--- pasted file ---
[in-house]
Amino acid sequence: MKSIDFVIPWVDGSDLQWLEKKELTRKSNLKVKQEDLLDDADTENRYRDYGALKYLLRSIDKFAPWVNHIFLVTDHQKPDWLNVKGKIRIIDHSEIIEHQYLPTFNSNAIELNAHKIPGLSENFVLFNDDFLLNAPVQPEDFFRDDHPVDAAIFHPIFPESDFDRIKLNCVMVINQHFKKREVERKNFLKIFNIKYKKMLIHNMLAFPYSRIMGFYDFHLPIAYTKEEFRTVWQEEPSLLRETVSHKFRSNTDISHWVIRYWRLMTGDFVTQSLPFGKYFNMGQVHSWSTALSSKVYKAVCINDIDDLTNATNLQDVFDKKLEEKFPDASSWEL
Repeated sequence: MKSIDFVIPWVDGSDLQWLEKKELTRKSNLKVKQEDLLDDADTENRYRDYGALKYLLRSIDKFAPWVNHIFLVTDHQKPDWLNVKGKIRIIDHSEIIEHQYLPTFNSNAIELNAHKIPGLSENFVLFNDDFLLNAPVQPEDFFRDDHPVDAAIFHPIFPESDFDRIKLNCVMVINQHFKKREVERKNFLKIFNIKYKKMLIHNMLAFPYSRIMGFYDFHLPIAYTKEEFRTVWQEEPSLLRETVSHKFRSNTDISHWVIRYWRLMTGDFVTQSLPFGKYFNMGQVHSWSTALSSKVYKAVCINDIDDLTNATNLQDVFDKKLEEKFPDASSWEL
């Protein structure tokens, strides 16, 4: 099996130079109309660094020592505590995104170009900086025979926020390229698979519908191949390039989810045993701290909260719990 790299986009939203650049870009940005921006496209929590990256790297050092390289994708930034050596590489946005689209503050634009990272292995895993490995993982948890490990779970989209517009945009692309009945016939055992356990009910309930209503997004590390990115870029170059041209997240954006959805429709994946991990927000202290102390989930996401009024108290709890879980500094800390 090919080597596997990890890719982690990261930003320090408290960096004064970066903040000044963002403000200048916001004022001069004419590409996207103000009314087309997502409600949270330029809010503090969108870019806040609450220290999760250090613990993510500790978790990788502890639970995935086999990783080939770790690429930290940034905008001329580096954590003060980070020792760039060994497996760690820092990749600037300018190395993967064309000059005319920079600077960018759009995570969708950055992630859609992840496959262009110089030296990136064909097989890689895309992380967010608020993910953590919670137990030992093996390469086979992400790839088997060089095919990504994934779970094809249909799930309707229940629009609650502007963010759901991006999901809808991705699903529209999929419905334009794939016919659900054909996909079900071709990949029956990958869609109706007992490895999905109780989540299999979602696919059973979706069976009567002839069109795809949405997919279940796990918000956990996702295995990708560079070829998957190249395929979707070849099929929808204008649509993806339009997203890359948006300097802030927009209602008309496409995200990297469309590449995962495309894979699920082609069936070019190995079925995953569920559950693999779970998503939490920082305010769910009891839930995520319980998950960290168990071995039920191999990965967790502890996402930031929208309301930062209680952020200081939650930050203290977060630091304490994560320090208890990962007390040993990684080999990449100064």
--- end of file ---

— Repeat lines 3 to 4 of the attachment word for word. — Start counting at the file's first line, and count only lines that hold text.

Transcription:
Repeated sequence: MKSIDFVIPWVDGSDLQWLEKKELTRKSNLKVKQEDLLDDADTENRYRDYGALKYLLRSIDKFAPWVNHIFLVTDHQKPDWLNVKGKIRIIDHSEIIEHQYLPTFNSNAIELNAHKIPGLSENFVLFNDDFLLNAPVQPEDFFRDDHPVDAAIFHPIFPESDFDRIKLNCVMVINQHFKKREVERKNFLKIFNIKYKKMLIHNMLAFPYSRIMGFYDFHLPIAYTKEEFRTVWQEEPSLLRETVSHKFRSNTDISHWVIRYWRLMTGDFVTQSLPFGKYFNMGQVHSWSTALSSKVYKAVCINDIDDLTNATNLQDVFDKKLEEKFPDASSWEL
């Protein structure tokens, strides 16, 4: 099996130079109309660094020592505590995104170009900086025979926020390229698979519908191949390039989810045993701290909260719990 790299986009939203650049870009940005921006496209929590990256790297050092390289994708930034050596590489946005689209503050634009990272292995895993490995993982948890490990779970989209517009945009692309009945016939055992356990009910309930209503997004590390990115870029170059041209997240954006959805429709994946991990927000202290102390989930996401009024108290709890879980500094800390 090919080597596997990890890719982690990261930003320090408290960096004064970066903040000044963002403000200048916001004022001069004419590409996207103000009314087309997502409600949270330029809010503090969108870019806040609450220290999760250090613990993510500790978790990788502890639970995935086999990783080939770790690429930290940034905008001329580096954590003060980070020792760039060994497996760690820092990749600037300018190395993967064309000059005319920079600077960018759009995570969708950055992630859609992840496959262009110089030296990136064909097989890689895309992380967010608020993910953590919670137990030992093996390469086979992400790839088997060089095919990504994934779970094809249909799930309707229940629009609650502007963010759901991006999901809808991705699903529209999929419905334009794939016919659900054909996909079900071709990949029956990958869609109706007992490895999905109780989540299999979602696919059973979706069976009567002839069109795809949405997919279940796990918000956990996702295995990708560079070829998957190249395929979707070849099929929808204008649509993806339009997203890359948006300097802030927009209602008309496409995200990297469309590449995962495309894979699920082609069936070019190995079925995953569920559950693999779970998503939490920082305010769910009891839930995520319980998950960290168990071995039920191999990965967790502890996402930031929208309301930062209680952020200081939650930050203290977060630091304490994560320090208890990962007390040993990684080999990449100064």